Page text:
Curity’s Implementation

Even though a token handler is a lightweight component, it can get tricky to implement everything correctly. This is why we at Curity have created a sample implementation as a reference for this pattern. Two token handler components were developed: the OAuth Agent and a small OAuth Proxy which can receive cookies issued by the agent. These components demonstrate how the implementation can look, but we’re planning to release them in a production-ready state in the future.

You can also have a look at our Token Handler Tutorial, which shows how to run an integrated solution, consisting of an example SPA and API, a reverse proxy, the Curity Identity Server and the token handler components.

Conclusion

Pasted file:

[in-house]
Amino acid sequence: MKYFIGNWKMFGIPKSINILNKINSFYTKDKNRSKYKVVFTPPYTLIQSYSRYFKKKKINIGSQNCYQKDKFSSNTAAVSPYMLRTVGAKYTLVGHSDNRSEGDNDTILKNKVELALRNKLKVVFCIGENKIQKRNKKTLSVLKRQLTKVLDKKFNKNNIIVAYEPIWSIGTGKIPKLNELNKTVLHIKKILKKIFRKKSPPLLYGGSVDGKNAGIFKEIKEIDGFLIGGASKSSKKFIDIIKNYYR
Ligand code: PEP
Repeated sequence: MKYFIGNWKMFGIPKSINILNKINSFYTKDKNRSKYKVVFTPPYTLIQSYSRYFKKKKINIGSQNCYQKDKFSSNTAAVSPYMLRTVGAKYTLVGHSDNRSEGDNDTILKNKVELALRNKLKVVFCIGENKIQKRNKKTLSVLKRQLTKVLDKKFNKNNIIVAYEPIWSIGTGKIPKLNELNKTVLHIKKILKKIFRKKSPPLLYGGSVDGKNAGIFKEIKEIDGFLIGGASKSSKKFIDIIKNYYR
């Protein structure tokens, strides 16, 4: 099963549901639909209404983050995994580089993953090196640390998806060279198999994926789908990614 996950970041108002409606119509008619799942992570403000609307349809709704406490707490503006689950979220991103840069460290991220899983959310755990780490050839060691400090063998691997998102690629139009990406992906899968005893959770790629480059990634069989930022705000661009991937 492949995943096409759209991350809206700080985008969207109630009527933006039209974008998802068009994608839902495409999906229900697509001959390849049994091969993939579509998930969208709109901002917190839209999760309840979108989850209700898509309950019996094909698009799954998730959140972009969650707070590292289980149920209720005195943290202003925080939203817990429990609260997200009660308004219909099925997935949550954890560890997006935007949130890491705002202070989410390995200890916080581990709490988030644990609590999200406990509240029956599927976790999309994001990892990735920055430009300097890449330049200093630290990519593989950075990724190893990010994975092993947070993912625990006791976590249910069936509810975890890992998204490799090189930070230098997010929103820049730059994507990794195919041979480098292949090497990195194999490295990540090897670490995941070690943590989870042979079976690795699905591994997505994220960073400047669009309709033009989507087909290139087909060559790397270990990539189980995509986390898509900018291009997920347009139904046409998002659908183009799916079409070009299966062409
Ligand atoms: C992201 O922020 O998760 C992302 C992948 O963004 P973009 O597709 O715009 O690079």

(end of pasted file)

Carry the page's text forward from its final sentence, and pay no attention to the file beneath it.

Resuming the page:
The Token Handler pattern is a recommended architecture solution for Single Page Applications. As long as browsers have no way of storing tokens securely, it is better to keep tokens out of the browser altogether. Using a token handler does not mitigate all attack vectors; instead, it switches back to sessions and cookies. These attack vectors are better understood and possess superior security mechanisms. Sessions in cookies also offer better protection of credentials (an attacker can use the session, but they cannot steal it to perform actions offline). As the example implementation shows, the token handler component can be easily integrated and can simplify the code on the SPA side.